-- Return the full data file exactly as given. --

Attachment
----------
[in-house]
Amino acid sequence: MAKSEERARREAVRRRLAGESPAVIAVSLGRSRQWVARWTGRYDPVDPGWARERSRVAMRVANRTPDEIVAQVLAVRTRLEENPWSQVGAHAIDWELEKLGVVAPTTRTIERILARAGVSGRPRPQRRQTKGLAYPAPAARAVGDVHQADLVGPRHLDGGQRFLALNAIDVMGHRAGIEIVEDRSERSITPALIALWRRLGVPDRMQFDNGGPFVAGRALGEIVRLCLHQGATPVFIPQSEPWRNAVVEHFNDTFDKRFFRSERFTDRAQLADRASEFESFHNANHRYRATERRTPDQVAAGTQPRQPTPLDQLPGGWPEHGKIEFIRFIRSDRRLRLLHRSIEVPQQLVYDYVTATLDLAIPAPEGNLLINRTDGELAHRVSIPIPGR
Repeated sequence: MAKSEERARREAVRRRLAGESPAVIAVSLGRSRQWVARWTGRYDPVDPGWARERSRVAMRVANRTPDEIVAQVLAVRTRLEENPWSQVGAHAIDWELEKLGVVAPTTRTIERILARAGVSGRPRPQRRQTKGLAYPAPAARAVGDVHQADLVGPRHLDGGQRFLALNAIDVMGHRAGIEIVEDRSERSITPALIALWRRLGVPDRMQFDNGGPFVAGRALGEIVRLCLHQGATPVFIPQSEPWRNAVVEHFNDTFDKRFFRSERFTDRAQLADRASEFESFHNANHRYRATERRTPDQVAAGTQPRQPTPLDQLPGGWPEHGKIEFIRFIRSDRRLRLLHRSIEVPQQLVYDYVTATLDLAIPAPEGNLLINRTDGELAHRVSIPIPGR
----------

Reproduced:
[in-house]
Amino acid sequence: MAKSEERARREAVRRRLAGESPAVIAVSLGRSRQWVARWTGRYDPVDPGWARERSRVAMRVANRTPDEIVAQVLAVRTRLEENPWSQVGAHAIDWELEKLGVVAPTTRTIERILARAGVSGRPRPQRRQTKGLAYPAPAARAVGDVHQADLVGPRHLDGGQRFLALNAIDVMGHRAGIEIVEDRSERSITPALIALWRRLGVPDRMQFDNGGPFVAGRALGEIVRLCLHQGATPVFIPQSEPWRNAVVEHFNDTFDKRFFRSERFTDRAQLADRASEFESFHNANHRYRATERRTPDQVAAGTQPRQPTPLDQLPGGWPEHGKIEFIRFIRSDRRLRLLHRSIEVPQQLVYDYVTATLDLAIPAPEGNLLINRTDGELAHRVSIPIPGR
Repeated sequence: MAKSEERARREAVRRRLAGESPAVIAVSLGRSRQWVARWTGRYDPVDPGWARERSRVAMRVANRTPDEIVAQVLAVRTRLEENPWSQVGAHAIDWELEKLGVVAPTTRTIERILARAGVSGRPRPQRRQTKGLAYPAPAARAVGDVHQADLVGPRHLDGGQRFLALNAIDVMGHRAGIEIVEDRSERSITPALIALWRRLGVPDRMQFDNGGPFVAGRALGEIVRLCLHQGATPVFIPQSEPWRNAVVEHFNDTFDKRFFRSERFTDRAQLADRASEFESFHNANHRYRATERRTPDQVAAGTQPRQPTPLDQLPGGWPEHGKIEFIRFIRSDRRLRLLHRSIEVPQQLVYDYVTATLDLAIPAPEGNLLINRTDGELAHRVSIPIPGR